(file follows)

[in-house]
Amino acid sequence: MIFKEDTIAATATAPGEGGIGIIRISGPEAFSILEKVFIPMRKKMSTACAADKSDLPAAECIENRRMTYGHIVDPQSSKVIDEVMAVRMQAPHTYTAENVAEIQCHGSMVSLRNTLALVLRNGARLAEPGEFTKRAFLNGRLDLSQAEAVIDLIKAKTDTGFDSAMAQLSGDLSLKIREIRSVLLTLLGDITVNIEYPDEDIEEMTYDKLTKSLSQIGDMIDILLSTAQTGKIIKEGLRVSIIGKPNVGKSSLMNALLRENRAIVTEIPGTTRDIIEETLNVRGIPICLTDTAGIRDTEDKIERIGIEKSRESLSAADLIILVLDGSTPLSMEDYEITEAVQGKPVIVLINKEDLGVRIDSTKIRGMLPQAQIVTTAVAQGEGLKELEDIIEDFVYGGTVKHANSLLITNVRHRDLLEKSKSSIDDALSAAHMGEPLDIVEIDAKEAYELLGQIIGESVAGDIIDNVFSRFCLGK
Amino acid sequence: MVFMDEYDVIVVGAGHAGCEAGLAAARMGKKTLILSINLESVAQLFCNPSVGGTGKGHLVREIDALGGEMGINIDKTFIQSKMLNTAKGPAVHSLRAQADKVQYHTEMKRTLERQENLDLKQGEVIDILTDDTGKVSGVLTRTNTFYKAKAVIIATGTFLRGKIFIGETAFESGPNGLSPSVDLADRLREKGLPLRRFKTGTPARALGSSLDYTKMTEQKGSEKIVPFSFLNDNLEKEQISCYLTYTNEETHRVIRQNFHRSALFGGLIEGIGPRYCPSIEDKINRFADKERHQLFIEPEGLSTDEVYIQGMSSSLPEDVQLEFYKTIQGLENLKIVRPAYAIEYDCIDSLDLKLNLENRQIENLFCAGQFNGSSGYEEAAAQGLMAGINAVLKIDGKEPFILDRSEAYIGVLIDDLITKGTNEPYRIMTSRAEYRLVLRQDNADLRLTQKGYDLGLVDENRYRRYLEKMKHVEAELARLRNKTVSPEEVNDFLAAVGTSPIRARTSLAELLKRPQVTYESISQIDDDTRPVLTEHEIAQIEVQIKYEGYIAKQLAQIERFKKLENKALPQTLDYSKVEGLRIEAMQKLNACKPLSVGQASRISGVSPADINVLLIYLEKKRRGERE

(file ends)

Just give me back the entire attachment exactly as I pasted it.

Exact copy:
[in-house]
Amino acid sequence: MIFKEDTIAATATAPGEGGIGIIRISGPEAFSILEKVFIPMRKKMSTACAADKSDLPAAECIENRRMTYGHIVDPQSSKVIDEVMAVRMQAPHTYTAENVAEIQCHGSMVSLRNTLALVLRNGARLAEPGEFTKRAFLNGRLDLSQAEAVIDLIKAKTDTGFDSAMAQLSGDLSLKIREIRSVLLTLLGDITVNIEYPDEDIEEMTYDKLTKSLSQIGDMIDILLSTAQTGKIIKEGLRVSIIGKPNVGKSSLMNALLRENRAIVTEIPGTTRDIIEETLNVRGIPICLTDTAGIRDTEDKIERIGIEKSRESLSAADLIILVLDGSTPLSMEDYEITEAVQGKPVIVLINKEDLGVRIDSTKIRGMLPQAQIVTTAVAQGEGLKELEDIIEDFVYGGTVKHANSLLITNVRHRDLLEKSKSSIDDALSAAHMGEPLDIVEIDAKEAYELLGQIIGESVAGDIIDNVFSRFCLGK
Amino acid sequence: MVFMDEYDVIVVGAGHAGCEAGLAAARMGKKTLILSINLESVAQLFCNPSVGGTGKGHLVREIDALGGEMGINIDKTFIQSKMLNTAKGPAVHSLRAQADKVQYHTEMKRTLERQENLDLKQGEVIDILTDDTGKVSGVLTRTNTFYKAKAVIIATGTFLRGKIFIGETAFESGPNGLSPSVDLADRLREKGLPLRRFKTGTPARALGSSLDYTKMTEQKGSEKIVPFSFLNDNLEKEQISCYLTYTNEETHRVIRQNFHRSALFGGLIEGIGPRYCPSIEDKINRFADKERHQLFIEPEGLSTDEVYIQGMSSSLPEDVQLEFYKTIQGLENLKIVRPAYAIEYDCIDSLDLKLNLENRQIENLFCAGQFNGSSGYEEAAAQGLMAGINAVLKIDGKEPFILDRSEAYIGVLIDDLITKGTNEPYRIMTSRAEYRLVLRQDNADLRLTQKGYDLGLVDENRYRRYLEKMKHVEAELARLRNKTVSPEEVNDFLAAVGTSPIRARTSLAELLKRPQVTYESISQIDDDTRPVLTEHEIAQIEVQIKYEGYIAKQLAQIERFKKLENKALPQTLDYSKVEGLRIEAMQKLNACKPLSVGQASRISGVSPADINVLLIYLEKKRRGERE